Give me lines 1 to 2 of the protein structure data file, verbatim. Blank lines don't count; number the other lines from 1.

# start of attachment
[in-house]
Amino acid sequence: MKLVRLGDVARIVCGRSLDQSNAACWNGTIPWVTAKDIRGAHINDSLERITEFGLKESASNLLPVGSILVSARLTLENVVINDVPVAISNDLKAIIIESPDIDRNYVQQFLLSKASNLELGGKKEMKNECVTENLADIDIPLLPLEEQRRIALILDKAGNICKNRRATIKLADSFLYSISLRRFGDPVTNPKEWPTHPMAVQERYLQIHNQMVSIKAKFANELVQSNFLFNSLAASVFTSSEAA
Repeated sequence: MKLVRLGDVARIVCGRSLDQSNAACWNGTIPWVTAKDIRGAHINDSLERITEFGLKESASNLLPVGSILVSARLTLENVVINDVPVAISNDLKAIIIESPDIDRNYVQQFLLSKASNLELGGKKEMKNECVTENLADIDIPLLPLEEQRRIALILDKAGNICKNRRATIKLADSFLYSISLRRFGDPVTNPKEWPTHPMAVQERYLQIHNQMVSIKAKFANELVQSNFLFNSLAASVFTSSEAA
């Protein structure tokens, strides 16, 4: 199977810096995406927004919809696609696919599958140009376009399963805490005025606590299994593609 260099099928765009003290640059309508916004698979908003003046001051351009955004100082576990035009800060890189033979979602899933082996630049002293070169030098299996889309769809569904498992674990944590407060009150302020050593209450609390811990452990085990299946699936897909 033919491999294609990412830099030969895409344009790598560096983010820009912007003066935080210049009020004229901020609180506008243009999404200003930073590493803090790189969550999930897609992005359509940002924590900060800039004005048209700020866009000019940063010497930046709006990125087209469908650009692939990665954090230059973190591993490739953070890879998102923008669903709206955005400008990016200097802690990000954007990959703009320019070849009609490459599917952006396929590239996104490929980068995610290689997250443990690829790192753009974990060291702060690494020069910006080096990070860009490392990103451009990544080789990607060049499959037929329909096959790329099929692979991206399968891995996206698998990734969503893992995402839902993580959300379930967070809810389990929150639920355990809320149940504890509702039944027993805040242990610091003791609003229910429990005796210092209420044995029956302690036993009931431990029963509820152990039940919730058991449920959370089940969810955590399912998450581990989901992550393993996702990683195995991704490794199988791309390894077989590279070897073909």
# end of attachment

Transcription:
[in-house]
Amino acid sequence: MKLVRLGDVARIVCGRSLDQSNAACWNGTIPWVTAKDIRGAHINDSLERITEFGLKESASNLLPVGSILVSARLTLENVVINDVPVAISNDLKAIIIESPDIDRNYVQQFLLSKASNLELGGKKEMKNECVTENLADIDIPLLPLEEQRRIALILDKAGNICKNRRATIKLADSFLYSISLRRFGDPVTNPKEWPTHPMAVQERYLQIHNQMVSIKAKFANELVQSNFLFNSLAASVFTSSEAA